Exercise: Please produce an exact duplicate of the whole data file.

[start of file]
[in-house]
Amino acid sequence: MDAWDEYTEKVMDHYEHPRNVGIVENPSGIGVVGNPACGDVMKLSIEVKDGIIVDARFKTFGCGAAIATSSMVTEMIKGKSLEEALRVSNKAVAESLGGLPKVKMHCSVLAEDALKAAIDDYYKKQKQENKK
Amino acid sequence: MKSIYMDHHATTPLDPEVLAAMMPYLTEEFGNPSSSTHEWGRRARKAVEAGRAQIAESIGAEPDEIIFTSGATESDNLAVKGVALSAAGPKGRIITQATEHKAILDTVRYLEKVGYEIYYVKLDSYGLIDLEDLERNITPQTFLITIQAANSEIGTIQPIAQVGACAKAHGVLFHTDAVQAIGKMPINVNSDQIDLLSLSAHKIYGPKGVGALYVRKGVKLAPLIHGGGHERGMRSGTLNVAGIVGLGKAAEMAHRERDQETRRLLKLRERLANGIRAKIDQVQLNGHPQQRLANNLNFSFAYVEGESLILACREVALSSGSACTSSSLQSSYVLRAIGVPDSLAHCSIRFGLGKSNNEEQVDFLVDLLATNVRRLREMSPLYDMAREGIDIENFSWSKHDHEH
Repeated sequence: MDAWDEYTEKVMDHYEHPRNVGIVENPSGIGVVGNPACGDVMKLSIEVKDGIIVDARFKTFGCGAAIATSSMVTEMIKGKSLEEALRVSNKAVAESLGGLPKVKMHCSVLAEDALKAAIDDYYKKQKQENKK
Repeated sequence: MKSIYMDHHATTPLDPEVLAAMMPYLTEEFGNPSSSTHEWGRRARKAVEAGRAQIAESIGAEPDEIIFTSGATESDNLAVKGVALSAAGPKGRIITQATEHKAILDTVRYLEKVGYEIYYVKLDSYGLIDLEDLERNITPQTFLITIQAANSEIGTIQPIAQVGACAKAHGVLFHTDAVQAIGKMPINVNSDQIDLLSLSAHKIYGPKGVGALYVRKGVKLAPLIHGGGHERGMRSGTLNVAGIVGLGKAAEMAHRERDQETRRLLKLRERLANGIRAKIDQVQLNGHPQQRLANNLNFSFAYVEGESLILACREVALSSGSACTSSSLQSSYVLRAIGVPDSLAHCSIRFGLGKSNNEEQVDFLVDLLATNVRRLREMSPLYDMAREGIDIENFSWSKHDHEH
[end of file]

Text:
[in-house]
Amino acid sequence: MDAWDEYTEKVMDHYEHPRNVGIVENPSGIGVVGNPACGDVMKLSIEVKDGIIVDARFKTFGCGAAIATSSMVTEMIKGKSLEEALRVSNKAVAESLGGLPKVKMHCSVLAEDALKAAIDDYYKKQKQENKK
Amino acid sequence: MKSIYMDHHATTPLDPEVLAAMMPYLTEEFGNPSSSTHEWGRRARKAVEAGRAQIAESIGAEPDEIIFTSGATESDNLAVKGVALSAAGPKGRIITQATEHKAILDTVRYLEKVGYEIYYVKLDSYGLIDLEDLERNITPQTFLITIQAANSEIGTIQPIAQVGACAKAHGVLFHTDAVQAIGKMPINVNSDQIDLLSLSAHKIYGPKGVGALYVRKGVKLAPLIHGGGHERGMRSGTLNVAGIVGLGKAAEMAHRERDQETRRLLKLRERLANGIRAKIDQVQLNGHPQQRLANNLNFSFAYVEGESLILACREVALSSGSACTSSSLQSSYVLRAIGVPDSLAHCSIRFGLGKSNNEEQVDFLVDLLATNVRRLREMSPLYDMAREGIDIENFSWSKHDHEH
Repeated sequence: MDAWDEYTEKVMDHYEHPRNVGIVENPSGIGVVGNPACGDVMKLSIEVKDGIIVDARFKTFGCGAAIATSSMVTEMIKGKSLEEALRVSNKAVAESLGGLPKVKMHCSVLAEDALKAAIDDYYKKQKQENKK
Repeated sequence: MKSIYMDHHATTPLDPEVLAAMMPYLTEEFGNPSSSTHEWGRRARKAVEAGRAQIAESIGAEPDEIIFTSGATESDNLAVKGVALSAAGPKGRIITQATEHKAILDTVRYLEKVGYEIYYVKLDSYGLIDLEDLERNITPQTFLITIQAANSEIGTIQPIAQVGACAKAHGVLFHTDAVQAIGKMPINVNSDQIDLLSLSAHKIYGPKGVGALYVRKGVKLAPLIHGGGHERGMRSGTLNVAGIVGLGKAAEMAHRERDQETRRLLKLRERLANGIRAKIDQVQLNGHPQQRLANNLNFSFAYVEGESLILACREVALSSGSACTSSSLQSSYVLRAIGVPDSLAHCSIRFGLGKSNNEEQVDFLVDLLATNVRRLREMSPLYDMAREGIDIENFSWSKHDHEH